|Photo Credits: Marash Boy|
A surprise phone call on a snow flurried Sunday morning sent Marash Boy and Marash Girl driving west on the Massachusetts Turnpike to Sturbridge, Massachusetts, to meet Karoun (of Karoun Yoga) for a walk in the woods, a walk in the woods that held surprises. . . an open abandoned lead mine, stalagmites and stalctites in the making, an uncrossable stream, and miles of walkable snow covered paths.
|Open entrance to lead mine in Sturbridge, Massachusetts|
|Yawning entrance to second lead mine at Tantiusques|
on the walk, as water dripped down from the roof of the open mine.
|The uncrossable stream . . .|
About Tantiusques, Leadmine Road, Sturbridge, Massachusetts. Tantiusques (“tan-te-us-quays”) – a Nipmuc word meaning “to a black deposit between two hills” – was the center of one of New England's first mining operations.
The Nipmuc originally mined here for graphite to make ceremonial paints. In 1644, John Winthrop, Jr., son of the first governor of the Massachusetts Bay Colony, purchased the mine with hopes of extracting lead and iron. In the early 19th century, Captain Joseph Dixon and his son worked here before founding the J. D. Crucible Company of New Jersey, famous manufacturers of pencils.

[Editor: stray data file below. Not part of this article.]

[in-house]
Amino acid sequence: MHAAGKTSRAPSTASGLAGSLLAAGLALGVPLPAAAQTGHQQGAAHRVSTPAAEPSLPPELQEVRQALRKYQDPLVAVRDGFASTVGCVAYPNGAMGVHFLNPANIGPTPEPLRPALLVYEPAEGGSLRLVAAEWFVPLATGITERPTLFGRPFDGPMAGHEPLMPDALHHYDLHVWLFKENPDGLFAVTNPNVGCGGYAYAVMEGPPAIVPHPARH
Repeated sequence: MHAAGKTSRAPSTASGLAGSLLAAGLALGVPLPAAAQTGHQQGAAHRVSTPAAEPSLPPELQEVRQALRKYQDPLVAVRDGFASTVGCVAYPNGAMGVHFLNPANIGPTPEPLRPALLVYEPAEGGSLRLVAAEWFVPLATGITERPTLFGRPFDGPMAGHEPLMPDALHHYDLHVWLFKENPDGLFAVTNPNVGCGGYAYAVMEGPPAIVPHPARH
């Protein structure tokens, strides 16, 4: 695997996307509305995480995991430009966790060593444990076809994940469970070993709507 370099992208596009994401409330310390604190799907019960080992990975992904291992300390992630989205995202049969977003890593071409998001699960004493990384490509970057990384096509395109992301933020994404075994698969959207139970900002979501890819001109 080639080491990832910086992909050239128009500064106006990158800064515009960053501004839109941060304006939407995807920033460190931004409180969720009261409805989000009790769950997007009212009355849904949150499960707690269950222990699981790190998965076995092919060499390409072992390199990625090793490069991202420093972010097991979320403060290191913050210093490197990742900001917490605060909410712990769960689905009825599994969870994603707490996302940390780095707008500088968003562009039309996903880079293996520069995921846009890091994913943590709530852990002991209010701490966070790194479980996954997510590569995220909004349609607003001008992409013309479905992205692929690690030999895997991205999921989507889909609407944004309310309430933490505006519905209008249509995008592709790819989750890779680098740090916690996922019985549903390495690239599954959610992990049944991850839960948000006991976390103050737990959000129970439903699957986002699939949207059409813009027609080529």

Today, careful observers can see the mine cuts, ditches, and tailings piles made by the various mining operations. The mineshaft that tunnels into the face of the low ridge is the most recent of all the excavations, dating to 1902. Most of the mining at Tantiusques was of the open trench variety. The cut along the top of the ridge is the partially filled-in remainder of what was once a several thousand foot-long trench, 20 to 50 feet in depth and roughly 6 feet in width, which followed the vein of graphite."
Marash Girl wonders if the painting of faces by the Nipmuc using graphite based paints, and the leaching of the lead from the mines into the nearby lake, led to the early demise of many of the Nipmuc Native American Indians living near the mines.